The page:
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The determinant behaves multiplicatively with respect to the usual matrix product $$ \det(AB) = \det(A)\det(B), $$ and also with respect to the Kronecker (or tensor) product of square matrices $$ \det(A\otimes B) = \det(A)^q \det(B)^p, $$ when $A$ and $B$ are $p\times p$ and $q \times q$ matrices, respectively.

Are there other natural types of matrix products under which the determinant behaves multiplicatively? To be completely precise, the property I need is that the determinant of the product is $0$ if and only if the determinant of at least one of its factors is $0$.

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First of all, what do you mean by a "product"? Do you mean an algebra structure on $\oplus_{n=0}^{\infty}Mat(n,\Bbbk)$? –  Qfwfq Sep 19 '10 at 15:20
    
Thinking about the 'natural' part of the question, would this be a good formulation? Fix a group $G$ and $G$-modules $U$ and $V$ (over a ground field $K$, say). Classify the $G$-modules $W$ and bilinear $G$-module morphisms $\mu: End(U)\times End(V) \to End(W)$ with the property that $\det_W(\mu(A,B)) = c\ \det_U(A)^q\det_V(B)^p$ for nonzero $c$ and $p,q>0$? The special case of $G=GL(n,\mathbb{R})$ and $U=V=\mathbb{R}^n$, would encompass regular matrix multiplication, reversed matrix multiplication, and the tensor product, though there are other examples. –  Robert Bryant Jul 21 '11 at 19:44
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2 Answers

Direct summation (taking a $p \times p$ matrix $A$ and a $q \times q$ matrix $B$ and returning a block-diagonal $(p+q) \times (p+q)$ matrix $A \oplus B := \begin{pmatrix} A & 0 \\\ 0 & B \end{pmatrix}$) also works:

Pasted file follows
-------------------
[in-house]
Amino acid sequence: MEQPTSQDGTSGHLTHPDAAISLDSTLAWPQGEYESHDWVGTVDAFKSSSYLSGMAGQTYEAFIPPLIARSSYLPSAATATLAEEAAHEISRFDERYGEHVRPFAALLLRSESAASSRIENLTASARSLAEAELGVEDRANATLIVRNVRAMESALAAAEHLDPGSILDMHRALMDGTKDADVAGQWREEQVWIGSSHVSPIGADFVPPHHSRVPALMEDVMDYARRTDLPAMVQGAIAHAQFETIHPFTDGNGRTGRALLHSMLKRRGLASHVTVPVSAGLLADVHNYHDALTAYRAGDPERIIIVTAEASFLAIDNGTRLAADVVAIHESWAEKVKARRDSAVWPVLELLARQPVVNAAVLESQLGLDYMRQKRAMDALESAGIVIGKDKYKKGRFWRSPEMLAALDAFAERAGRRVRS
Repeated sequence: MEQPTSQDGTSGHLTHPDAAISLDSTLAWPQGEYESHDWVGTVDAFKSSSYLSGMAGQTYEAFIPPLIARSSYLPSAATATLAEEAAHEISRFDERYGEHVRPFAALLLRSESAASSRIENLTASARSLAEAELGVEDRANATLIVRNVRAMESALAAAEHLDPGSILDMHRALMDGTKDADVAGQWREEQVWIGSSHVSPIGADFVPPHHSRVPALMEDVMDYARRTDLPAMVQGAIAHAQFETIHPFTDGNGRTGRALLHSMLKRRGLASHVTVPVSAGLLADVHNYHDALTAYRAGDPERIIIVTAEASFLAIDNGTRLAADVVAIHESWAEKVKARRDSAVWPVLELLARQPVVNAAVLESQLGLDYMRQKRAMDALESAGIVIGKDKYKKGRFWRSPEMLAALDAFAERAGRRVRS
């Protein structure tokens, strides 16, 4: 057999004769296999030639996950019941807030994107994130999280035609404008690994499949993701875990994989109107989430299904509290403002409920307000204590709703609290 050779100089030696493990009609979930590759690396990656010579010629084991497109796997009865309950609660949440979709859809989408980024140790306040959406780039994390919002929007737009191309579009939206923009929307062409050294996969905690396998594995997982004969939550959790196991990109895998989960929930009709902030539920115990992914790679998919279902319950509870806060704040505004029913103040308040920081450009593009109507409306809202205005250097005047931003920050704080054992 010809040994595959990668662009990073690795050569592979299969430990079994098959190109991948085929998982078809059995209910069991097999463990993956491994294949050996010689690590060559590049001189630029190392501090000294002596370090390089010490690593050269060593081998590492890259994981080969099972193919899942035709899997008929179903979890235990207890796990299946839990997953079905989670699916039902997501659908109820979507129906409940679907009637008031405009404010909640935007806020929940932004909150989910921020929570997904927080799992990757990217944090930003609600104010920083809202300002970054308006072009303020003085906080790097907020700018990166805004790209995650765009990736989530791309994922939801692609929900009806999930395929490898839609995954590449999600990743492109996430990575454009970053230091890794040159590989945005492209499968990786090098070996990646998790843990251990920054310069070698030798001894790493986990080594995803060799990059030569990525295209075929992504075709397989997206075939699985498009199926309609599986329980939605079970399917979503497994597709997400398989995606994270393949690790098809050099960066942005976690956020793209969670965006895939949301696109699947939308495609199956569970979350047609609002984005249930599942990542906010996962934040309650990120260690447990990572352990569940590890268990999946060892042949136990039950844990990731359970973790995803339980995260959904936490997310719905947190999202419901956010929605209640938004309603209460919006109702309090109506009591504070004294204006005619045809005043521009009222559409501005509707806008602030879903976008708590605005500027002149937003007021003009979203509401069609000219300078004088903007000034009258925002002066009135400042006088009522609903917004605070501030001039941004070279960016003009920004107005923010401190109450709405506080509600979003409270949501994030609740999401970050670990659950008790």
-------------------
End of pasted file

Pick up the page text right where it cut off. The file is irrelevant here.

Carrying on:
$$\det(A \oplus B) = \det(A) \det(B).$$

One can debate whether this operation deserves to be called a "matrix product", though (for instance, it is not distributive over addition).

EDIT: Another (somewhat trivial) example is the reversed multiplication operation $(A, B) \mapsto BA$. More generally, if there was a linear automorphism $T$ on $Mat_n$ that preserved the singular variety $\{ A \in Mat_n: \det A = 0 \}$, one could conjugate the usual matrix multiplication operation by $T$. In the above example, $T$ is the transpose operation $T: A \mapsto A^t$. As another example, one could let $T$ be a left multiplication operator $A \mapsto SA$ for some invertible $S$, in which case the matrix multiplication operation becomes $(A, B) \mapsto ASB$, which also seems to work. One can combine the two and obtain another operation $(A, B) \mapsto BSA$. I'm not sure if these are the only examples that can be constructed by this method.

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The determinant of the product of two non square matrices is nicely expressed by the Binet-Cauchy formula: $$ \det(AB) = \sum_I \det A_I \det B_I $$ Here $A$ is $n \times m$ and $B$ is $m \times n$ and the sum ranges over $n$-subsets $I$ of the numbers $\{1,2,...,m\}$. $A_I$ means "select columns of $A$ indexed by $I$" and $B_I$ means "select the rows of $B$ indexed by $I$". If either $A$ or $B$ has rank less than $n$ than the determinant of $AB$ is, thus, zero.

I do not know for certain, but this looks like it has to do with some kind of coproduct?

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That definitely has nothing to do with a coproduct. That's just what you get if you compute the determinant of the square matrix resulting from multiplying matrices in the way noted above. If I had to guess how to begin proving it, it would be something like: start from Cramer's rule and look at the minors. The reason that the formula is so convoluted is that both matrix multiplication and the determinant have nasty explicit descriptions for matrices (although their formal properties arise from canonical constructions). –  Harry Gindi Sep 19 '10 at 22:25
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The proof is via the functoriality of the exterior algebra, along with the fact that the adjoint of the map induced on exterior algebras is the map on exterior algebras induced by the adjoint. It might have to do with a coproduct, as it resembles the coproduct on the ring of matrix coefficients. However, a proof along those lines would be circuitous. –  Charlie Frohman Sep 20 '10 at 11:14
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